Stop putting political symbols on Ethiopian flag
by Teddy Fikre August 23rd, 2010 posted on NewsDire
I know I am about to wade into potentially explosive debate, one that is strife with tensions on multiple side and could well drag out the worse side of Ethiopian political divides. With that said, as an Ethiopian who has an affinity for anything that is related to Ethiopia, it goes without saying that I am especially drawn to the Ethiopian flag. However, whenever I see the current Ethiopian flag, I feel like I am looking at something alien. Of course, I am drawn to the green, yellow, and red, but then there is a symbol in the middle that always manages to make my eyes avert from my homeland’s flag.
I will admit readily that the flag that I prefer the most, the one that binds me the most to the Ethiopia that I know in my mind is the one that has the lion of Judah on it. This flag carries with it a history that binds us to multiple cultures throughout the world, a flag that symbolizes the magnificent history of Ethiopia from the first emperor right down to our last and a flag that is adored by countless millions throughout the world. However, I realize that there are others who see in that symbol something different than I do, a feeling which cannot be smoothed over with a lecture about its history and its symbolism. As much passion and love that I have for this version of the flag, I am sure others are equally passionate about it in the opposite extreme.
Since the time I was born in 1974, I have seen the flag that I most equate with Ethiopia changed on two different occasions. When the Derg took over, they replaced the Lion of Judah with the hammer and sickle that would symbolize the embedding of communism in Ethiopia. After the TPLF defeated the Derg in 1993, they eradicated the hammer and sickle and replaced it with a yellow star placed over a blue background. In each case, the power structure used the Ethiopian flag as an imprimatur of their dominion, to erase the past and to move forward with the way that they saw fit. In each case, the symbol in the middle of the flag became a divisive issue, one that had supporters and detractors engaged in heated rhetoric about which flag truly represented Ethiopia.
Flags are powerful symbols, they can either divide a country or they can be divisive icons that separate people based on heritage and ethnic affiliation. You will not find too many Americans that would disparage the flag of the United States. However, there are certain states that embed within their state flags the some symbols which are divisive to the core. The flag of Mississippi has the confederate flag interwoven within the colors of the United States flag. This issue has divided the South for generations, serving as an affront to millions of people who rightly see the confederate flag as a symbol of hatred and exclusion.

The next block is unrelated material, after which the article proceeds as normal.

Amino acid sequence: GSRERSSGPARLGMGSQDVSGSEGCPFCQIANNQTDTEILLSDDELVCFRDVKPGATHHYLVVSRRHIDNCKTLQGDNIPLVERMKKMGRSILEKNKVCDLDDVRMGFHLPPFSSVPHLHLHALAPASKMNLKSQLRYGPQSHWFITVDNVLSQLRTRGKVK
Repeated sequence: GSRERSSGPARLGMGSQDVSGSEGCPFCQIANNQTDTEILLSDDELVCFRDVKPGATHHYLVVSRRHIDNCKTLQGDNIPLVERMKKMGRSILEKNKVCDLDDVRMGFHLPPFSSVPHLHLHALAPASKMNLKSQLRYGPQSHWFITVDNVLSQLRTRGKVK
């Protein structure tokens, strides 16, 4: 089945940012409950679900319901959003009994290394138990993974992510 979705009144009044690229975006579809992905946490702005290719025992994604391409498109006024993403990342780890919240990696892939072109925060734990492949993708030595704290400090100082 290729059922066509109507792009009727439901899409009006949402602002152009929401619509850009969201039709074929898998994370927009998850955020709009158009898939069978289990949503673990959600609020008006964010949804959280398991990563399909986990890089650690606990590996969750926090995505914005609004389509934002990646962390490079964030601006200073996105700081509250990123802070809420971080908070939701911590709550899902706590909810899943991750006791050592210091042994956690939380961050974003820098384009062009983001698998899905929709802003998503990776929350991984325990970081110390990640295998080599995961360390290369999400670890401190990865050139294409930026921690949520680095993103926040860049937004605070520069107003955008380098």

Symbols are powerful because they invoke passions and ultimately exclude people as much as they include people. Within each community, within each region of Ethiopia, I am sure you will find different people who would rather replace the yellow flag with another symbol. I am sure some—like myself—would rather go back to the lion of Judah, while others who want to replace it with a different symbol all together, while there are others still who would rather maintain the flag as it is. Just as Southern states can do a lot to take down a divisive symbolism from their state flags, so too should powers that be in Ethiopia in order to have an inclusive flag instead of one that is excludes people who are not part of the power structure.
While each group can argue passionately about the symbol, one thing that most will not argue is that the basic premise of the flag, the green, yellow, and red, is the one uniting force. So why argue about the various symbols, why not instead take the symbol off the flag and leave the green, yellow, and red speak for itself, the true colors of Ethiopia. It is time for successive regimes to stop using the flag as their personal tool of propaganda and return the flag to the colors that are familiar to all without a symbol embedded in the middle. Governments should have their legacies determined by the good work that they accomplish not based on the propaganda they propagate through symbols they keep erasing and adding to our flag.